Monthly Archives: June 2013

Eloise by Judy Finnigan. Published by Redhook.

Cathy is slowly recovering from a mental breakdown, but her recovery is thrown off course when her best friend, Eloise dies of breast cancer. Cathy begins to dream of her friend and to believe that her death was not caused by cancer at all, but something much more sinister. When Cathy confides her fears to her psychiatrist husband, Chris, he just believes she is having another breakdown. Angry and hurt, Cathy sets off to discover the truth on her own. It could cost her her sanity, or her life.

A psychological thriller of the first water. Readers will be unsure if Cathy is slowly going mad or if she will meet the same fate as her friend.

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Fringe Florida by Lyn Waddell. Published by University Press of Florida

Waddell looked deep into the seamier side of Florida and came up with this bizarre and compelling book. From women willing to show everything to win a beach contest, to one of the oldest spiritual communities in the country to the truly frightening Holy Land in Orlando, readers will be unable to look away. It’s the proverbial accident we all have to get a gander at. If at times disturbing and repelling, it is also funny, sweet and sad. For all lovers of Florida.

Tropic of Hopes by Henry Knight. Published by University Press of Florida

A fascinating comparison of America’s two Sunshine States and the quest by politicians, hucksters and robber barons to cash in on the returns. Showing the growth and promotion of each state from the end of the Civil War to the Depression, Knight uses newspaper accounts, government reports, pictures and drawings to bring to life a period of time when Americans were encouraged to buy their own piece of paradise right in their own country.

No Way Out by Alan Jacobson. Published by Premier Digital.

FBI profiler Karen Vail is back and on assignment in England. Working with Scotland Yard, Karen is looking into the bombing of an art gallery in London. It seems the target wasn’t the gallery itself, it was something believed to be stored there –  a 400 year old manuscript that could change the history of jolly old England. This radical group does not want that happening. Karen’s detective work takes her right to a known terrorist believed to be planning attacks on the U.S. and the U.K.  And suddenly Karen finds herself a target, of Scotland Yard, the British Security Service and a group of assassins who will stop at nothing to keep the truth from seeing the light of day.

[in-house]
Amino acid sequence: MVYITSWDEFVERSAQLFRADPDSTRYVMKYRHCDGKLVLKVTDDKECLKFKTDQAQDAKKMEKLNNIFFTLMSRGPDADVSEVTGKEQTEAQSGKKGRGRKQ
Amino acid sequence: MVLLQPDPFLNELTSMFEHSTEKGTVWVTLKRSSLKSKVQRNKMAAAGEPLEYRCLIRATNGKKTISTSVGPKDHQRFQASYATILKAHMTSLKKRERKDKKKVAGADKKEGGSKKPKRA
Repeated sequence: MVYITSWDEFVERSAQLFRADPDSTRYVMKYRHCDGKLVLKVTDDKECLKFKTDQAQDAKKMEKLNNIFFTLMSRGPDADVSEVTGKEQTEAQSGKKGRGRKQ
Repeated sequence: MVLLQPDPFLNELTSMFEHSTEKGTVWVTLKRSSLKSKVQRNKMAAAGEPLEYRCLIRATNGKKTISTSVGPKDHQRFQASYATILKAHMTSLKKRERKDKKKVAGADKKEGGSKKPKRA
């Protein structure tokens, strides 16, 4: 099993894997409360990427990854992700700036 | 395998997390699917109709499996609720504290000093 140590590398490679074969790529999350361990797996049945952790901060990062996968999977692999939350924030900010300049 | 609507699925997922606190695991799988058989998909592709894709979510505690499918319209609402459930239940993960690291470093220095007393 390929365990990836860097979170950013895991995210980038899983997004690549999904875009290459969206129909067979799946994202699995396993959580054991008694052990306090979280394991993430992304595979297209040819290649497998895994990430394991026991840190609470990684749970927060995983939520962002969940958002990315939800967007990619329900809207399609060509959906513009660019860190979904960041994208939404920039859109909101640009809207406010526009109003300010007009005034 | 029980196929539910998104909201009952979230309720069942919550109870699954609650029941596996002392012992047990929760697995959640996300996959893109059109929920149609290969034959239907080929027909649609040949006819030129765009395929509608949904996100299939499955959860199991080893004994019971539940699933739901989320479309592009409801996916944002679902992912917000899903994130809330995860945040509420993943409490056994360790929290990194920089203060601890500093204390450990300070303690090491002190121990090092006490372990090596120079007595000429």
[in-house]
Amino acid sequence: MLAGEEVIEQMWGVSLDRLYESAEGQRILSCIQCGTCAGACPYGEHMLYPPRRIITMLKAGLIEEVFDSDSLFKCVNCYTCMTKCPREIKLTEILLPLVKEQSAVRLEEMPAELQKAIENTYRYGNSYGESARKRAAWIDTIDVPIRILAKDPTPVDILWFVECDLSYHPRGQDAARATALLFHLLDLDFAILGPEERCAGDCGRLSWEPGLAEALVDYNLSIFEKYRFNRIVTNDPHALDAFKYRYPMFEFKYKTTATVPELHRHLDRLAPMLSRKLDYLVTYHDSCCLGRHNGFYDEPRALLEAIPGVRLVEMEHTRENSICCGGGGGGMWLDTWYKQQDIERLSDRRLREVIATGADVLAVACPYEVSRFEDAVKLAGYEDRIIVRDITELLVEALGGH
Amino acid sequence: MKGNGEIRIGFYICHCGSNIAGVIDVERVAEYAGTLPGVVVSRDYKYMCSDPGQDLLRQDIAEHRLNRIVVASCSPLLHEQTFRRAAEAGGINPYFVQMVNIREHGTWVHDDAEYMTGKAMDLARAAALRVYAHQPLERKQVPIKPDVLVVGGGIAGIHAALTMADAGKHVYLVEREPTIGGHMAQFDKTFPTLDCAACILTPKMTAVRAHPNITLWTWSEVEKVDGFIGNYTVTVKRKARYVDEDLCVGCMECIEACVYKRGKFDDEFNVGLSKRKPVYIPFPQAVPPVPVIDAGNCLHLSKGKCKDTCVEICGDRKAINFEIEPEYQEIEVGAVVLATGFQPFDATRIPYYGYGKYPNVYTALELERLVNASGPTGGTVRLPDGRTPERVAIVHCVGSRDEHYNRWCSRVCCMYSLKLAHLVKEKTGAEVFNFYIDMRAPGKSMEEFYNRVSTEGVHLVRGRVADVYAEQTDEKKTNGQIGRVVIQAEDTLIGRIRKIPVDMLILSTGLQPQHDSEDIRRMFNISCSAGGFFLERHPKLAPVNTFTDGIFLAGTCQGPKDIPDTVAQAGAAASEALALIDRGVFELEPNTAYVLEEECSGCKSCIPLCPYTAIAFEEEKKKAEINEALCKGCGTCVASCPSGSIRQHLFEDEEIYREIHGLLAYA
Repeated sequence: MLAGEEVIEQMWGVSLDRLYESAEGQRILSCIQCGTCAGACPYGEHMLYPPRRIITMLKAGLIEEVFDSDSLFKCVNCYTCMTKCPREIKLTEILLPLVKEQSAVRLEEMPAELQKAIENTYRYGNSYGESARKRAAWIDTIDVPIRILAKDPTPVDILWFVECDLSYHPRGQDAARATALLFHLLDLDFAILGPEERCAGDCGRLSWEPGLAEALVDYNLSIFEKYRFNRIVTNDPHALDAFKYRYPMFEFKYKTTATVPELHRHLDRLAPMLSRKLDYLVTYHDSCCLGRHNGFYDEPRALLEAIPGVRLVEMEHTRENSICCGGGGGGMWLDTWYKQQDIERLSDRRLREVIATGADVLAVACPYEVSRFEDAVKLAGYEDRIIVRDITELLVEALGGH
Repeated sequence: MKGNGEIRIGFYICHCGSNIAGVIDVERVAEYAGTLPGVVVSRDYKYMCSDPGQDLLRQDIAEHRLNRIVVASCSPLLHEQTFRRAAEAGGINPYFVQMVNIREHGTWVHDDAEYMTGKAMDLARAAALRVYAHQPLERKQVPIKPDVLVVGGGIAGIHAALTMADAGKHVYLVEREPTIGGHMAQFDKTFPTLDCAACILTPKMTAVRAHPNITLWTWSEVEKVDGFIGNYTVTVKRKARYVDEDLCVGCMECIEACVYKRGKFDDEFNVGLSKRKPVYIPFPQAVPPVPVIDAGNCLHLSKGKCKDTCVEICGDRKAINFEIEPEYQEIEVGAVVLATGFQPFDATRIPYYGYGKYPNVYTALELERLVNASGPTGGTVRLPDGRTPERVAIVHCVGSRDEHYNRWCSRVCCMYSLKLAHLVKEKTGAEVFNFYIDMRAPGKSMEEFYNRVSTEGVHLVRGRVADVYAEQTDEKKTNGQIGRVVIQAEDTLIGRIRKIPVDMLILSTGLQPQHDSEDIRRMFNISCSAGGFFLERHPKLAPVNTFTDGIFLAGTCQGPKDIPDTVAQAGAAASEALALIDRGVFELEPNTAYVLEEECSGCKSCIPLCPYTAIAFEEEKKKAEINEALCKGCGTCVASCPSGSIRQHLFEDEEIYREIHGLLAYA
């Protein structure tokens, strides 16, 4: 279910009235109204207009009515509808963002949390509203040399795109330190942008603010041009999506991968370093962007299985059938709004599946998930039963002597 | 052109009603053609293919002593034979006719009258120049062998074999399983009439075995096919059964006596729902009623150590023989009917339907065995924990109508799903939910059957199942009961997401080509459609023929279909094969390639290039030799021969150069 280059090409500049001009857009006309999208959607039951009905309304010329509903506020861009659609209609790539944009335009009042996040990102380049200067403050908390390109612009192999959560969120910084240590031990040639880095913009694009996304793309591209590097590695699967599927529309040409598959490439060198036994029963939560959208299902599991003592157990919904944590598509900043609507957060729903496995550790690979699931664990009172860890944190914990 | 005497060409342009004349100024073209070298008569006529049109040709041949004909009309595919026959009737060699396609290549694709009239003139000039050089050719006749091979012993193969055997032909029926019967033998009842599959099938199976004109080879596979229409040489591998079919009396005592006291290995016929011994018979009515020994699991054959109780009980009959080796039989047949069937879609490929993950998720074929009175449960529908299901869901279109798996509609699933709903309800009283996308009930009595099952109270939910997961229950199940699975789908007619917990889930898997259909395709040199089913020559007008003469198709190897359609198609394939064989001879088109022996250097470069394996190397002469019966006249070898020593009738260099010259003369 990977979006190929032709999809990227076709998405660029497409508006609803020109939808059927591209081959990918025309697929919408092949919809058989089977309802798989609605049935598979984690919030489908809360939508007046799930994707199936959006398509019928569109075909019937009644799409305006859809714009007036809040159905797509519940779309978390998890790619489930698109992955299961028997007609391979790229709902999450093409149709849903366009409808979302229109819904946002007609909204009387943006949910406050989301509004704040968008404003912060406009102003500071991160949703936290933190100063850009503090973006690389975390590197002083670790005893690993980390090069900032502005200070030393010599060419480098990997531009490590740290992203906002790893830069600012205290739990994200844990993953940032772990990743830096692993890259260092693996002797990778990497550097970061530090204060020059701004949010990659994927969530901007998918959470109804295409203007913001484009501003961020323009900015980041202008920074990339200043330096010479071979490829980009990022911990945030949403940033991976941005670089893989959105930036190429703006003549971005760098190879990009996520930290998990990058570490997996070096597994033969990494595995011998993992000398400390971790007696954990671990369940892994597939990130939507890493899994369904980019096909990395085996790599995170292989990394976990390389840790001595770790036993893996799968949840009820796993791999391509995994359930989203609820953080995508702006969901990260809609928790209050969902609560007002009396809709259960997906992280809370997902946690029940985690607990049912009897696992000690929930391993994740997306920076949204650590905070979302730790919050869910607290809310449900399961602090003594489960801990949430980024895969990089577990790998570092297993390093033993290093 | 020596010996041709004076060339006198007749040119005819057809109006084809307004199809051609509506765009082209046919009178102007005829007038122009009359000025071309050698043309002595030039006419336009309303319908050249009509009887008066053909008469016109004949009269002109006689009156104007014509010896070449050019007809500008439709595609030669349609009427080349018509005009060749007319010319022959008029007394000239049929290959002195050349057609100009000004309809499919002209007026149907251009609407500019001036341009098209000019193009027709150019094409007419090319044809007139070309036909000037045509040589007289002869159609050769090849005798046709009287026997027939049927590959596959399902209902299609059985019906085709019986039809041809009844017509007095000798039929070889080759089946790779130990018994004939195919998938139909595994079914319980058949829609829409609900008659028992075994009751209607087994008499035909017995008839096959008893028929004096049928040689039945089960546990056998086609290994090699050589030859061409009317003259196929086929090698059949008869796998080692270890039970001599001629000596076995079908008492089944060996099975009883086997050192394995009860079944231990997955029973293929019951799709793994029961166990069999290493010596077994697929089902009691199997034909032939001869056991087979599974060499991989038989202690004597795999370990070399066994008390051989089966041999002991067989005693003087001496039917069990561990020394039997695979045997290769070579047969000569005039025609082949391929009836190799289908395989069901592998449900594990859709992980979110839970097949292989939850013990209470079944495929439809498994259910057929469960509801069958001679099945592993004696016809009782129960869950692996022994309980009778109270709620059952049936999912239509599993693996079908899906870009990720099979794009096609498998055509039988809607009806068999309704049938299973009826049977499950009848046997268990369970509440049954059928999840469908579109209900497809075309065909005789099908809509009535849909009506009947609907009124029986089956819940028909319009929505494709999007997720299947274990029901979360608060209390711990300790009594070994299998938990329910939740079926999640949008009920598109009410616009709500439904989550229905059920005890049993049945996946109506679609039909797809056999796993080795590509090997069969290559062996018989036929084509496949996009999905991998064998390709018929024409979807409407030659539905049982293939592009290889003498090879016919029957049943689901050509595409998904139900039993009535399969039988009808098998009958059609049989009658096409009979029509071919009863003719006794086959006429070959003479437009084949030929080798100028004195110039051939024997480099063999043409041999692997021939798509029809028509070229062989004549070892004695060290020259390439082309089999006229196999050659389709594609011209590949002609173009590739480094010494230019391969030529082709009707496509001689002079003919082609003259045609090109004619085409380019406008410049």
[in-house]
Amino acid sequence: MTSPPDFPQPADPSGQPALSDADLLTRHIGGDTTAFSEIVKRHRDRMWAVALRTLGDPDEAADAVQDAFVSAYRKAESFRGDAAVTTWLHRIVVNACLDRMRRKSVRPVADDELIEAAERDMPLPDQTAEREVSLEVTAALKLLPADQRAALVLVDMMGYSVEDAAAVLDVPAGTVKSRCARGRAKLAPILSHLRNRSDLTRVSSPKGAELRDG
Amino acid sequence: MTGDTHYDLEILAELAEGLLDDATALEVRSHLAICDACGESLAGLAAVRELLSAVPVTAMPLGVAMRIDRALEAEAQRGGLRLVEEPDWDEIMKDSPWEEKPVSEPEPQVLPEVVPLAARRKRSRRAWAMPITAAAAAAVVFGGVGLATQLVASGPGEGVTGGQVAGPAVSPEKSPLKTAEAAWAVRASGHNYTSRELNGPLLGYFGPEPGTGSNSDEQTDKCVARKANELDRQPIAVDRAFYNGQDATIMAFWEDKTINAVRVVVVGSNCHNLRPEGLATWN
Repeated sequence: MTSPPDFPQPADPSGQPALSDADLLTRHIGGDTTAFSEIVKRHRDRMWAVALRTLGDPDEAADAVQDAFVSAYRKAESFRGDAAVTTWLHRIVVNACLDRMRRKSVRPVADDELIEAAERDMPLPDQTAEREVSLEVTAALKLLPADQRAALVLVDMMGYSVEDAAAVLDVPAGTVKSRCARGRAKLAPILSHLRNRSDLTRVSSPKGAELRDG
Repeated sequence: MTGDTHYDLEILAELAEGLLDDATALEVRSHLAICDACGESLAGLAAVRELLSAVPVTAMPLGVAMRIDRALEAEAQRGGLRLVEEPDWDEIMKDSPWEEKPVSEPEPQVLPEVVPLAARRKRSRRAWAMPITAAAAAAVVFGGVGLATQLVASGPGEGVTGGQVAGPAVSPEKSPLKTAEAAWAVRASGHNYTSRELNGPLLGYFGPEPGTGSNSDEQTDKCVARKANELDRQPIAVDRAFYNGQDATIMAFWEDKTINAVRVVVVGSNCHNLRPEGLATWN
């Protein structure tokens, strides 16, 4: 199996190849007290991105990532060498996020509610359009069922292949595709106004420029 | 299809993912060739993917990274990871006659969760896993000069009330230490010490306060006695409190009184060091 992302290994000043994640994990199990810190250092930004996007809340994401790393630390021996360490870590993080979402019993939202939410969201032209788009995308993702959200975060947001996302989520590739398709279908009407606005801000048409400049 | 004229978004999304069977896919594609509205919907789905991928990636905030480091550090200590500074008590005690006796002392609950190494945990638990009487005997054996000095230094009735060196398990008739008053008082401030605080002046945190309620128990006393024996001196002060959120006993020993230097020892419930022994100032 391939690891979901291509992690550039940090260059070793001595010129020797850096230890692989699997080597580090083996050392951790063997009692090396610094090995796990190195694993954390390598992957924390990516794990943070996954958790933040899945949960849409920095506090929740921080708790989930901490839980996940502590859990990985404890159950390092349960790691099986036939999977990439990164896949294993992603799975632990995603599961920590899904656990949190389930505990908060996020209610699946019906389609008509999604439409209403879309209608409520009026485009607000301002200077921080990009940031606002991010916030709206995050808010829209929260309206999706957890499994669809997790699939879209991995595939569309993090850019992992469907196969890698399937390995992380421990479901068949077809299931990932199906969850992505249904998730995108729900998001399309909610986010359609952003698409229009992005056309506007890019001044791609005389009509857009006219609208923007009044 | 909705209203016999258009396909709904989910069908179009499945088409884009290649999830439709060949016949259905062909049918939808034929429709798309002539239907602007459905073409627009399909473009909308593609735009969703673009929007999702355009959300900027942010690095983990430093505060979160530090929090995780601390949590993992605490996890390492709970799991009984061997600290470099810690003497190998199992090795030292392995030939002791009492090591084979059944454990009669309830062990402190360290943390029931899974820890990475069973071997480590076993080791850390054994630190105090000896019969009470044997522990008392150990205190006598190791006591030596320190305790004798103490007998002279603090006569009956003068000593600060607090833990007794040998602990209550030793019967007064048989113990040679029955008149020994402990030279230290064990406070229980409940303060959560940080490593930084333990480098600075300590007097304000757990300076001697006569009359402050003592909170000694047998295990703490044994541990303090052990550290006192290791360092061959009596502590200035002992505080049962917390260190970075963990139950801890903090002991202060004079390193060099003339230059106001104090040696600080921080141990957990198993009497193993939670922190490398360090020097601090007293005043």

Karen Vail is one of the best female protagonists in the genre;  tough, no nonsense but undoubtedly female. This is Karen’s most fascinating case so far. Kudos to Jacobson.

The Daughters of Mars by Thomas Keneally. Published by Atria

Australian sisters Naomi and Sally sign on as nurses during World War I. Beginning in the Mediterranean, the two women see atrocities they could never have imagined. They also become closer than they ever were at home as they witness both the tremendous cruelties and kindnesses humans are capable of. As they attend their duties on the field and in the hospital, both women meet and fall in love with men serving in the war. Now, having more to live for, and so much more to lose, Naomi and Sally can only pray that they all survive.

A clear eyed look at the horrors of war and its impact on both soldiers and civilians. Keneally’s terse, almost brusque writing style is right on the money

Between You and Me by Emma McLaughlin. Published by Atria

Logan and Kelsey are cousins, but they have been raised like sisters and confide and protect each other through their tumultuous adolescence. Then there comes a day when Kelsey and her parents are gone – moving away in the middle of the night. Years later, Kelsey is the pop singing sensation her parents have always pushed her to be, but she’s also on the edge of a diva sized collapse. Logan gets a call  – Kelsey needs her, and even though they have not spoken in years, Logan is on the first plane to La La Land. As Kelsey struggles to hold on to her sanity while Logan tries to help, the girls will finally learn the truth about that middle of the night vanishing act so many years before.

As much a coming of age novel as a story about the strength of family and women’s friendships. Readers will recognize bits and pieces of real Hollywood crash and burn stories.

Tara Revisited by Catherine Clinton. Published by Abbeville

This massive and fascinating undertaking looks at the life of Southern women during the Civil War. Using diaries, letters and stories, Clinton closely examines the lives of the slave women as well as the plantation mistresses. Photos and drawings bring this long vanished world back to life. A must read for any history or Civil War buff, or for any girl who ever wanted to be Scarlett O’Hara.